On November 21st, at approximately 7:45 p.m., the Plaintiff presented to the Defendant Hospital at 37-3/7 weeks gestation for induction of labor. Upon admission, she was 2 cm dilated, 90% effaced and at minus 2 station. She was given Cervidil and Pitocin to begin induction and augment labor. On November 23rd, the Plaintiff was fully dilated and began pushing.
During that period of time, the fetal heart rate was monitored externally. The Plaintiffs alleged that Pitocin was continued despite the fact that the Plaintiff’s previous pattern of contractions showed a hyperstimulated uterus and despite the fact that the Defendants ceased monitoring contractions after the IUPC was removed. Additionally, the external fetal monitoring revealed an elevated fetal heart rate in the 170 to 180 bpm range. The Plaintiffs alleged that, nevertheless, the Defendants negligently failed to stop or reduce the Pitocin, failed to place an internal scalp electrode to directly monitor the fetus, failed to replace the IUPC and failed to promptly deliver the baby.
At approximately 3:46 a.m. (ten minutes before birth), the fetal heart tracing for the fetus ends. During that ten minute timeframe, a sonogram was performed which, according to the Defendants, demonstrated fetal bradycardia, and prompted an emergency vacuum extraction. The baby was delivered at 3:56 a.m. with Apgars of 1, 3 and 5. She was floppy at birth, did not cry, and was intubated and transferred to the NICU. Importantly, her umbilical cord gas reported a venous pH of 6.637, indicative of profound metabolic acidosis.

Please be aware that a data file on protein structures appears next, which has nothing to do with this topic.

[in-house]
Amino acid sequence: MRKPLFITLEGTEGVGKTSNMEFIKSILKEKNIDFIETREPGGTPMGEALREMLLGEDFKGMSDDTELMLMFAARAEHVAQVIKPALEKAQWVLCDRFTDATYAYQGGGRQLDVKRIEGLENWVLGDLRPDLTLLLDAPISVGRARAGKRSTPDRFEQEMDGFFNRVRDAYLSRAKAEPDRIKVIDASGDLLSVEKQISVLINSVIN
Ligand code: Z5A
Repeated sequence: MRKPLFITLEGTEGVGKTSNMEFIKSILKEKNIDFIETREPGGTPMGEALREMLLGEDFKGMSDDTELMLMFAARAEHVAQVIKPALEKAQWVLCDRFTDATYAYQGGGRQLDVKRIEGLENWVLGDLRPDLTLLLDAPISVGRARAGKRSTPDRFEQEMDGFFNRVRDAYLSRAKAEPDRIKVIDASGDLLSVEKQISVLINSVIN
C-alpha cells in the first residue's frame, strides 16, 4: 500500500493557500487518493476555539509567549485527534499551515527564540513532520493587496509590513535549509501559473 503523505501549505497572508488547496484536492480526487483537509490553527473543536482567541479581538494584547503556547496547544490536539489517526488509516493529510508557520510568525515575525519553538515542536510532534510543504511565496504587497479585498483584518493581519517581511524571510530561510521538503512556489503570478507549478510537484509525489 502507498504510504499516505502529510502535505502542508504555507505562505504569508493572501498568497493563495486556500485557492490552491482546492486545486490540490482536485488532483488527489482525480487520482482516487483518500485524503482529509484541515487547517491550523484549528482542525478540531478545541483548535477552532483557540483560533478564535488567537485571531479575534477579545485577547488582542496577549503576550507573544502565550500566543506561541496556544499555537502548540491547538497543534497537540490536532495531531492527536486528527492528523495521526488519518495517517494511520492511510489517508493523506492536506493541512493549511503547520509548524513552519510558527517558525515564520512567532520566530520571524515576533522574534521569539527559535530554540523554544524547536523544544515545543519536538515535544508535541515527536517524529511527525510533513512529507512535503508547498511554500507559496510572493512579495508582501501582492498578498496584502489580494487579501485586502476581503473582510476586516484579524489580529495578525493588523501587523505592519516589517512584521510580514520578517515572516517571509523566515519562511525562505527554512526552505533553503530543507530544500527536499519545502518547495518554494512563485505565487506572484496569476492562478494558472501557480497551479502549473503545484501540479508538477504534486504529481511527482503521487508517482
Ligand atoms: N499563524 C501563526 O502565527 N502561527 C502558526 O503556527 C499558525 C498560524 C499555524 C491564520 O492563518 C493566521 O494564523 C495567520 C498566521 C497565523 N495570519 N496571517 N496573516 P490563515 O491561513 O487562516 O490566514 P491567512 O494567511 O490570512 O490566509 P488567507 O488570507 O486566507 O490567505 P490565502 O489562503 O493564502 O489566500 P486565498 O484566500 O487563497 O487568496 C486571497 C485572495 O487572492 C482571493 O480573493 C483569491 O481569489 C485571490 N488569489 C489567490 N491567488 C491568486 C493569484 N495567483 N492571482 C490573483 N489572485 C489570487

The Plaintiffs alleged that as the result of the negligence of the Defendants, the infant Plaintiff suffered with ongoing hypoxia and anoxia, which resulted in massive and irreversible brain injury. An EEG on November 28th, confirmed the presence of encephalopathy due to perinatal asphyxia. On December 1st, a brain MRI confirmed massive brain injury. She will be unable to participate in activities as a normal toddler, adolescent, young adult, or adult. She will be unable to care for herself and will require specialized care and treatment as well as attendant care on an ongoing 24-hour/7-day-a-week basis for her entire lifespan.
The Defendants denied all allegations of negligence, causation and harm, contending that there was a sudden placental abruption ten minutes before birth which caused severe perinatal asphyxia.